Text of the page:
Last month I got a special package from South Korea in the mail! Woohoo! (I love receiving actual, tangible mail or parcels… don’t you?) I purchased a couple of books from Talk To Me In Korean’s online bookstore. One book is titled “My Daily Routine in Korean“, and the other is “Everyday Korean Idiomatic Expressions“. Yay!
I just want to say that the ordering process was simple and easy. I did not have tracking for the package (but it is available to purchase on the website), but the books arrived safely on my doorstep after 2 weeks, which is the estimated delivery period. The books were in excellent condition so I must say I was really satisfied. Because of this experience, I will definitely consider purchasing more from TTMIK in the future. Hooray for TTMIK, South Korea’s postal service, and Canada Post! 😛
I bought the book “My Daily Routine in Korean” because I want to advance my conversational skills by learning how to say simple activities or actions that I do on a regular basis. The book has 32 chapters about basic activities, e.g. sleeping, waking up, showering, eating, etc., and in each chapter, there can be up to 17 phrases to learn!
There are also accompanying audio tracks that can be downloaded from TTMIK’s website so the reader can listen to native Koreans’ pronunciation.
The book itself is so darn cute – its size, color, and illustrations make it an easy and fun read! Kudos to the illustrator who made it possible to look at just one picture and several activities at the same time! I find it so smart and convenient.
You can use this book in any way you want, but TTMIK suggests first selecting the activities that best apply to you and start learning from there. The first few chapters will apply to any reader, like “Sleeping/잔자기” and “Waking Up/일어나기”, but other chapters may be skipped, e.g. “Marriage/결혼” – if you’re not getting married or know someone who is getting married, “Makeup/화장” – if you are a guy and have no interest in putting makeup or talking about it, “Glasses and Contact Lenses/안경과렌즈” – if you don’t wear glasses or lenses.
(The video came out a bit blurry so here are a couple of pictures of the book).
Basically, each chapter has two illustrations on two pages. The front page shows a drawing of one or a few rooms with all these people doing different actions related to one main activity. In the picture above, you will see boys in dorm rooms, all of them listening to the radio. Each action in the drawing is labeled. On the back page, you will find the list of these actions in Korean, and their corresponding English translations. There is no Romanization, or transliteration, in this book so the reader must learn or know how to read Hangeul first. The accompanying audio tracks will only be helpful in checking your pronunciation.
I have gone through the first few chapters already and I intend to follow the chapters in the given sequence. Chapters that are my least interest will still be helpful because these topics may be used by others. So if I don’t use them myself, I’ll probably encounter them by reading or listening to other people.
I use the Naver Dictionary app to confirm the meaning of each word and to also find other usages of the phrases. After looking up the words in the dictionary, I like to make notes. Because the book is not a workbook, I decided to keep a dedicated notebook for it.
Now, you may have probably heard of bullet journaling. It is a way of organizing, tracking activities, or documenting progress of projects, etc. There is really not one way of doing it. It is highly customizable, but the guiding principle behind it is that you should have some form of key and log to make your organization effective.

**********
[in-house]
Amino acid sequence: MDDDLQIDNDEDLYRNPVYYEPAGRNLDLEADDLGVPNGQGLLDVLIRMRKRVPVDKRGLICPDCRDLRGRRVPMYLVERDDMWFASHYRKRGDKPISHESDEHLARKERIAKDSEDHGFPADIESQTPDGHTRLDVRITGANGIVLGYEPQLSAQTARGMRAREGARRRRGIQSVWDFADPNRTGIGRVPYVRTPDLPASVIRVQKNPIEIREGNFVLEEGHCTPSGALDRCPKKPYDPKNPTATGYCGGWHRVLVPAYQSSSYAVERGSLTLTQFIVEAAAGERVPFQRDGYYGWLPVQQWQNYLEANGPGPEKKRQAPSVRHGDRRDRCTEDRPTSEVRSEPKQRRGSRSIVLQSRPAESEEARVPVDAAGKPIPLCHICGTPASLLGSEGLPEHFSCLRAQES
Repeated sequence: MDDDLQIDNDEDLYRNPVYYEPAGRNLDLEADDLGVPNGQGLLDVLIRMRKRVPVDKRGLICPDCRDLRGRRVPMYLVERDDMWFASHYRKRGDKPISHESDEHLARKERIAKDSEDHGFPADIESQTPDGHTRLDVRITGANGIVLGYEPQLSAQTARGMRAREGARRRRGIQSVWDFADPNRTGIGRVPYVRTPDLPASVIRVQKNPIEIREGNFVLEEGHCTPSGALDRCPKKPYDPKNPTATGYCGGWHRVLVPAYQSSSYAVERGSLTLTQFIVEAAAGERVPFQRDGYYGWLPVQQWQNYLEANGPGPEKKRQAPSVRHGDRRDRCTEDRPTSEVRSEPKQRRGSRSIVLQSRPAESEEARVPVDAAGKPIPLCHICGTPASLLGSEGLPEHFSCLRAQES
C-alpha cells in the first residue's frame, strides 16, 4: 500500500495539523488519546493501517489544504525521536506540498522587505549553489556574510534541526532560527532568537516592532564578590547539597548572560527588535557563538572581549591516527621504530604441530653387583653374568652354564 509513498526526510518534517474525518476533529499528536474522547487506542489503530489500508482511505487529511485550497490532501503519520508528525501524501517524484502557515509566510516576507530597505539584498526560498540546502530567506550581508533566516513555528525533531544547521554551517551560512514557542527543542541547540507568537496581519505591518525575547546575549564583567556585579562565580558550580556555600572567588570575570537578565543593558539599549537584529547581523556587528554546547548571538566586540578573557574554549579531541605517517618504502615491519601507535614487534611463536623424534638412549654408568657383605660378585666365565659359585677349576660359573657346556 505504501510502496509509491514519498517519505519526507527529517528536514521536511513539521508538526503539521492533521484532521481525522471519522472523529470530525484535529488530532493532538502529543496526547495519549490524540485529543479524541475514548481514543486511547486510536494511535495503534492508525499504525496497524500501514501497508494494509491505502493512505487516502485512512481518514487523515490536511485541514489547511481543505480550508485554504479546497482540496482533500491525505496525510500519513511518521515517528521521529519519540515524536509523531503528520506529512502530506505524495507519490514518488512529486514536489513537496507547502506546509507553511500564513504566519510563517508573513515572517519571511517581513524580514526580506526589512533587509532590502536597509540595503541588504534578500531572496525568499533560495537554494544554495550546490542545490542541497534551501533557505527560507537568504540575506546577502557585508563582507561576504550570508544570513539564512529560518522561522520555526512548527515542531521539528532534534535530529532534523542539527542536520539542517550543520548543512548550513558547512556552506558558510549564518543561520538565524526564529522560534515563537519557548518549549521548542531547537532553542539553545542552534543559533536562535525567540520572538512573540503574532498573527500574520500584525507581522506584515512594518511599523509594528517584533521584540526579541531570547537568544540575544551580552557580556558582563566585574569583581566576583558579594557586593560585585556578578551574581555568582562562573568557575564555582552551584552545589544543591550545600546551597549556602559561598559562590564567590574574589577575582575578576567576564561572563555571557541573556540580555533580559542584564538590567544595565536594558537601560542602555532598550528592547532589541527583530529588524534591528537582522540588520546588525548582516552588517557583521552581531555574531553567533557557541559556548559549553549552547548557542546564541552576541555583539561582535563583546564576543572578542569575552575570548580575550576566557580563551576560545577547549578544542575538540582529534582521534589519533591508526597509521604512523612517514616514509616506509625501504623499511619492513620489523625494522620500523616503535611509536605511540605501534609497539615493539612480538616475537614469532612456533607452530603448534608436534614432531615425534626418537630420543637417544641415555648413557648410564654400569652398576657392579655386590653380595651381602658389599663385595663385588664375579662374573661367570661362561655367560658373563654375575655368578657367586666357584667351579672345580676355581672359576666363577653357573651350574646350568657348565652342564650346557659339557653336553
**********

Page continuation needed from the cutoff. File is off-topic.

Because this book is very concise, I decided to design a bullet journal to keep track of my progress in completing the chapters.
My main log is a grid containing all 32 topics. In each square, I put the name of the topic or main activity then I add a page number at the bottom. For the chapters I have not started yet, the page # will be blank. When I start a new chapter, I enumerate all the phrases on one page – this is my secondary log. I write them in Korean on the left side then in English on the right.
In the next pages, I dissect the phrases then add the meanings to individual words. I like to add related words for each phrase as a way of improving my vocabulary too, and where I have more space I would add sample sentences or sample song lyrics*.
*One extra thing I like to do is find the phrase/words in songs. It’s just one mechanism I have for retaining words in my memory. For example, the word for “to toss and turn in one’s sleep” is in the first chapter of this book — 뒤척이다. I searched for lyrics and I already found a related word, 뒤척거리다, in AKMU’s new song “Dinosaur”. I also know it from the opening verse of one of my all-time Big Bang song “Lies”. But I’ve not written this in my journal yet.
I hope to share with you my entire bullet journal next time (with better pictures or video) when it has more contents and when it is more presentable. I’m really trying to make it neat. Also, I will prepare a book review for “Everyday Korean Idiomatic Expressions” so watch out for that.
I really like “My Daily Routine in Korean” because of its simplicity and practical use. I’m a visual learner too so I really appreciate the fun drawings that are central in each chapter.
It is important to note that it is only a reference book, so don’t expect verb conjugations here. You need prior knowledge of grammar rules or a grammar textbook to be able to create sentences using the phrases found here. If you are studying with a grammar textbook, I think that “My Daily Routine in Korean” is a fantastic supplementary material that will be helpful for beginners or intermediate learners.
I hope you enjoyed reading this post. What do you think about this book? How do you feel about bullet journaling? Let us know what you think in the comments section below.